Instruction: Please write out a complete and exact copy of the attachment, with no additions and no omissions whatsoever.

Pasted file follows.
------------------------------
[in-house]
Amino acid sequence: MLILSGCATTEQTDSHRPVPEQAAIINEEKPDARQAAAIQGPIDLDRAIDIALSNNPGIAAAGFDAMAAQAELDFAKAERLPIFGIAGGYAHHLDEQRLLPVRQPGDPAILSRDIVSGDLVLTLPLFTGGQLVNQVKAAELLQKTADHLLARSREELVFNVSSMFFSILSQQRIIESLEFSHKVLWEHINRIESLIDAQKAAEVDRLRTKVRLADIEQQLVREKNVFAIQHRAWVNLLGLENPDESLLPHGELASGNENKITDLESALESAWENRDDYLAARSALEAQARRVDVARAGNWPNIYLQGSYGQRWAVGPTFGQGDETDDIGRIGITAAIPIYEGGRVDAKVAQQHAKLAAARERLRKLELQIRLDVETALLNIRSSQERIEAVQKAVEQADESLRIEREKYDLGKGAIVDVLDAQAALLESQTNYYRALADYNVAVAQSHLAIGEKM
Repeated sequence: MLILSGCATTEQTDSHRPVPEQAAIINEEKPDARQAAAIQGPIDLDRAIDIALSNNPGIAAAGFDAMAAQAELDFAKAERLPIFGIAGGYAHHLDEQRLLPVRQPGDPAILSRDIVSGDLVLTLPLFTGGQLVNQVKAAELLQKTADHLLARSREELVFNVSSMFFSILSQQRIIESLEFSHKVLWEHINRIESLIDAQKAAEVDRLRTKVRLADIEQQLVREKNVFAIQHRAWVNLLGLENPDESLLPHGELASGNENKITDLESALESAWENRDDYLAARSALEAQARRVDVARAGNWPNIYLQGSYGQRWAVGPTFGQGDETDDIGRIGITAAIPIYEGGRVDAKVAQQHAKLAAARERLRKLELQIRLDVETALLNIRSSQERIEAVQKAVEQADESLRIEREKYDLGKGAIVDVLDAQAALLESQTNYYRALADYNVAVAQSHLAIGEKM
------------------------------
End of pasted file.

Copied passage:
[in-house]
Amino acid sequence: MLILSGCATTEQTDSHRPVPEQAAIINEEKPDARQAAAIQGPIDLDRAIDIALSNNPGIAAAGFDAMAAQAELDFAKAERLPIFGIAGGYAHHLDEQRLLPVRQPGDPAILSRDIVSGDLVLTLPLFTGGQLVNQVKAAELLQKTADHLLARSREELVFNVSSMFFSILSQQRIIESLEFSHKVLWEHINRIESLIDAQKAAEVDRLRTKVRLADIEQQLVREKNVFAIQHRAWVNLLGLENPDESLLPHGELASGNENKITDLESALESAWENRDDYLAARSALEAQARRVDVARAGNWPNIYLQGSYGQRWAVGPTFGQGDETDDIGRIGITAAIPIYEGGRVDAKVAQQHAKLAAARERLRKLELQIRLDVETALLNIRSSQERIEAVQKAVEQADESLRIEREKYDLGKGAIVDVLDAQAALLESQTNYYRALADYNVAVAQSHLAIGEKM
Repeated sequence: MLILSGCATTEQTDSHRPVPEQAAIINEEKPDARQAAAIQGPIDLDRAIDIALSNNPGIAAAGFDAMAAQAELDFAKAERLPIFGIAGGYAHHLDEQRLLPVRQPGDPAILSRDIVSGDLVLTLPLFTGGQLVNQVKAAELLQKTADHLLARSREELVFNVSSMFFSILSQQRIIESLEFSHKVLWEHINRIESLIDAQKAAEVDRLRTKVRLADIEQQLVREKNVFAIQHRAWVNLLGLENPDESLLPHGELASGNENKITDLESALESAWENRDDYLAARSALEAQARRVDVARAGNWPNIYLQGSYGQRWAVGPTFGQGDETDDIGRIGITAAIPIYEGGRVDAKVAQQHAKLAAARERLRKLELQIRLDVETALLNIRSSQERIEAVQKAVEQADESLRIEREKYDLGKGAIVDVLDAQAALLESQTNYYRALADYNVAVAQSHLAIGEKM